A new technology developed by DNSstuff could help detect online fraud before it actually occurs, Dark Reading has learned.
The technology is a method for determining a remote user's DNS settings, just as a Website can glean a visitor's IP address, browser version, and other coordinates. Using these settings, a Web server could determine whether a requestor is a cybercriminal, bot, or a legitimate user -- before allowing access to the site.
DNSstuff has filed for a patent for the technology, and the company hopes to rally support to develop products that use this method of detecting DNS settings and matching them to known malicious or infected DNS servers.
"When you connect to Amazon.com, they know your IP address, your browser version, Java version, and OS version. They don't know your DNS settings," says Paul Parisi, CTO for DNSstuff. "Our patent focuses on greater security and better understanding of where traffic is coming from and how it's controlled."
DNSstuff officials say the technology would let Website operators detect suspicious activity before it actually occurs: A visitor using three different DNS servers during three consecutive visits would raise a red flag, for example.
A bad guy can "own" a DNS server that sends a clueless user to a phishing site instead of the real site he requested, for instance. "I could basically direct any domain name you enter to any location I desire. [If] I observe that users use a certain Website frequently... I build a phishing version of that site. I then edit the DNS and you end up going there," Parisi says. "Whats more, if I own it, then I can turn those changes on and off at will, making it more difficult to detect."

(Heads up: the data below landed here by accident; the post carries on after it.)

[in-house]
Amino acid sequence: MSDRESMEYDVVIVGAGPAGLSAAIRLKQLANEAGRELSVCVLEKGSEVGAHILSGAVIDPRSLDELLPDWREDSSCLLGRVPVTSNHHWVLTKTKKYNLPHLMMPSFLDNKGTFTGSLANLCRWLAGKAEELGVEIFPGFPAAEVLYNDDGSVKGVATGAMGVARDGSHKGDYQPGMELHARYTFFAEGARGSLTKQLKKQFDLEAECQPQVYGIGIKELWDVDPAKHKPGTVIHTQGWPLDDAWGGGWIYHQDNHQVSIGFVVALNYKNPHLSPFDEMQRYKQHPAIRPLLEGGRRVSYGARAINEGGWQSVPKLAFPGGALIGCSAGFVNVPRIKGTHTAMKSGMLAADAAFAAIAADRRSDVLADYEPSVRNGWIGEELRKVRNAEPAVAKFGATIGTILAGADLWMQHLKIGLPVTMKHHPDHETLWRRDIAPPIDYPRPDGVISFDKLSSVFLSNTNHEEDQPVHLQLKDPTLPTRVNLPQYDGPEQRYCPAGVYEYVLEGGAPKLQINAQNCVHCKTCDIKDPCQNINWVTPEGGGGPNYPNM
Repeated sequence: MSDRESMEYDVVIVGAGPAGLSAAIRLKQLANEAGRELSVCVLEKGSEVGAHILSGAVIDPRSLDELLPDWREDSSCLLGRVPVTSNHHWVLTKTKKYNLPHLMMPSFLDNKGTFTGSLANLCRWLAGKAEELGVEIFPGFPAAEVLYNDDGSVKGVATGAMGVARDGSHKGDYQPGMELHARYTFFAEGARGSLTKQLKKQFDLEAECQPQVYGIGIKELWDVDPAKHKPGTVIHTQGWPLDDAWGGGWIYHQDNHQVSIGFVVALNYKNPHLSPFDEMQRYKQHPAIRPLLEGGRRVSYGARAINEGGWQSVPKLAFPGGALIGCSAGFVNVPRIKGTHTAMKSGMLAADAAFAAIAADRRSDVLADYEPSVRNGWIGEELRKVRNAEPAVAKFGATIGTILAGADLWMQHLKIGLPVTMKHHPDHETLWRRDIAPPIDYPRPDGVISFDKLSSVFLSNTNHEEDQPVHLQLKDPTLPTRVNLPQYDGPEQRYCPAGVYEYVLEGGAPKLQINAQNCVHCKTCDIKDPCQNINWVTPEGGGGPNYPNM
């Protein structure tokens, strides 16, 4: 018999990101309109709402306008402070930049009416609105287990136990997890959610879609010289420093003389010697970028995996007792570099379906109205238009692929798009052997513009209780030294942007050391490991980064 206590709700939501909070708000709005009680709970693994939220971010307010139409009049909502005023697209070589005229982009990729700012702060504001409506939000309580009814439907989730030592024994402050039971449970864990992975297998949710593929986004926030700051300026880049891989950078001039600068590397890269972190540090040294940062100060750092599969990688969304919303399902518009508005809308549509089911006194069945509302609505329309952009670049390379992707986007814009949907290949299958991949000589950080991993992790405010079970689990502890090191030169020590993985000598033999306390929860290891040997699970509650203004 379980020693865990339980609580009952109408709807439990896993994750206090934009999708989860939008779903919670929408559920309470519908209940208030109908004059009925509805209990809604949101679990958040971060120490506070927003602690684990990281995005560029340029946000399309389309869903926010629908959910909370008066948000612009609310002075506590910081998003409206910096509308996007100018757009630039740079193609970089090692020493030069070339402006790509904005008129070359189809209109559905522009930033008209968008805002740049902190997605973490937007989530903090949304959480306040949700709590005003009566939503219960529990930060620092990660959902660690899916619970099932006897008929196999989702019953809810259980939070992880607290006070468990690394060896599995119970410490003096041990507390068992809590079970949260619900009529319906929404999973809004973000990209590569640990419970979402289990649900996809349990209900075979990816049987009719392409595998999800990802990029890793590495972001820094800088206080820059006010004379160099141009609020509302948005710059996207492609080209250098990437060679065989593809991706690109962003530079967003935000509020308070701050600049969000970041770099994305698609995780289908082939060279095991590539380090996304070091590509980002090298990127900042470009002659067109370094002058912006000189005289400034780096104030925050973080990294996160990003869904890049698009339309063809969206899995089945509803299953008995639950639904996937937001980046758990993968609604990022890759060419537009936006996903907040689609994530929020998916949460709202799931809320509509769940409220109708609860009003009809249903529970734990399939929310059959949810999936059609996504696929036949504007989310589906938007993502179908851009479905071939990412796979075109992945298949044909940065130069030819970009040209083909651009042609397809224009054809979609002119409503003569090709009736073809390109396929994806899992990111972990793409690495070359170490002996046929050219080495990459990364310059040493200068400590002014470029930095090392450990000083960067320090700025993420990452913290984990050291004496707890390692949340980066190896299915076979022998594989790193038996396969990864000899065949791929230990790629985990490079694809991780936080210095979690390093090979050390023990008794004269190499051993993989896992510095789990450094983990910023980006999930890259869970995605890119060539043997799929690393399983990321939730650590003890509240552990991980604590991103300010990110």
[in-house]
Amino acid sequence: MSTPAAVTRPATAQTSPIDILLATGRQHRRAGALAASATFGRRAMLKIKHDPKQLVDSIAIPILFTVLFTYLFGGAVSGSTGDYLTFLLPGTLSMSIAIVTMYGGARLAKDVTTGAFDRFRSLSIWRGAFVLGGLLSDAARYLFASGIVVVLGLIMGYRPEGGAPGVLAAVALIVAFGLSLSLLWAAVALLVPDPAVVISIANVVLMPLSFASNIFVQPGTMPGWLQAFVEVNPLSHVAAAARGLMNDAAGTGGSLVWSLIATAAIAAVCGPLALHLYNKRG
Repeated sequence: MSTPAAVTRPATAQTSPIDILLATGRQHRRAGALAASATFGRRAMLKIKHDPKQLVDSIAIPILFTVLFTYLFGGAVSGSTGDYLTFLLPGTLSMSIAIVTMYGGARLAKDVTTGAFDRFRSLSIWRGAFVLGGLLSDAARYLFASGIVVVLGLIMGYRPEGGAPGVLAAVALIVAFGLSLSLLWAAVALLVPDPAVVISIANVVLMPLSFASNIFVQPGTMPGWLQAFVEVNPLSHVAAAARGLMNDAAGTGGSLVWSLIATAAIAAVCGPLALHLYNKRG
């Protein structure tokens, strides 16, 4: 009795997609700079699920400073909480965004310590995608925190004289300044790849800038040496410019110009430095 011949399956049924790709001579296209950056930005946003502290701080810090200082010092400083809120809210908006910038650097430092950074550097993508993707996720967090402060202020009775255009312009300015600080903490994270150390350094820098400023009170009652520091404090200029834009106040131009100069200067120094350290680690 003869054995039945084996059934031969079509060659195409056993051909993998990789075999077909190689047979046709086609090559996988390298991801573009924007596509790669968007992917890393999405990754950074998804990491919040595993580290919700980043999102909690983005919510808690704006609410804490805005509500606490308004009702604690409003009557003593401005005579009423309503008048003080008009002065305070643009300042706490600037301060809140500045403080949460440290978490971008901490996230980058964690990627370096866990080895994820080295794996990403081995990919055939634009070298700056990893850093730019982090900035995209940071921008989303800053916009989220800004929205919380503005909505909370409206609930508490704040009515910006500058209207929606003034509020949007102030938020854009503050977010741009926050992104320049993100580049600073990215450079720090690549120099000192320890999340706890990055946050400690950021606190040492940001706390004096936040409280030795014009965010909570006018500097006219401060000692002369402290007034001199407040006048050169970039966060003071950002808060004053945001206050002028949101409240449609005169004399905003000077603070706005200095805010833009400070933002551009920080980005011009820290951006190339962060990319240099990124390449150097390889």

Parisi says the concept of checking DNS reputation has never really gotten off the ground because there hadn't been a way to collect the client's DNS information. Meanwhile, users' machines could be pointing to compromised DNS servers without their knowledge. That's where DNSstuff's new technology would come in.
"If your DNS setting changed to a different DNS server to do phishing, the Website finds out using [its list of] DNS servers on a 'bad' list. The server could also say 'here's how to fix that -- and you can't connect to this site again until you do.' "
But commercializing this technology requires the construction of a DNS blacklist of sorts. "Work has to be done to gather that data," Parisi says.
DNSstuff has been testing the technology for a while now, he says, and the company is actively looking for partners to help it develop it for the market. It doesn't require any changes to existing DNS servers nor to client software, he says. "There wouldn't be a plug-in for the browser... only on the Web server, or something that coordinated with the Web server," he says. "That could be a hardware device that sits in front of the Web server."
Arik Keller, chief operating officer for DNSstuff, says the firm hopes to partner with leading security firms. "We hope to deploy this as an integrated solution with their products, or with other vendors who can help productize and sell it right to the end user focused on e-commerce."
Keller says this DNS reputation model would be akin to email server blacklists. "Our hunch is that this can be as important as IP reputation is to email security."
DNSstuff's technology could be used not only in client machines surfing the Web, but also in cellphones and set-top boxes, according to the company. A bank Web server could detect that a visitor isn't using the standard DNS servers for its ISP, so it would then look up the quality and reputation of the servers and determine whether they were legitimate.
Randy Vaughn, a DNS expert and a professor of information systems at Baylor University, says DNSstuff's new technology sounds intriguing, but there is at least one other method he knows of for detecting DNS settings via a Web server. Still, "if the DNSstuff work is good, it might prove useful for better intelligence about infected hosts for AVers and internal corporate security," Vaughn says.
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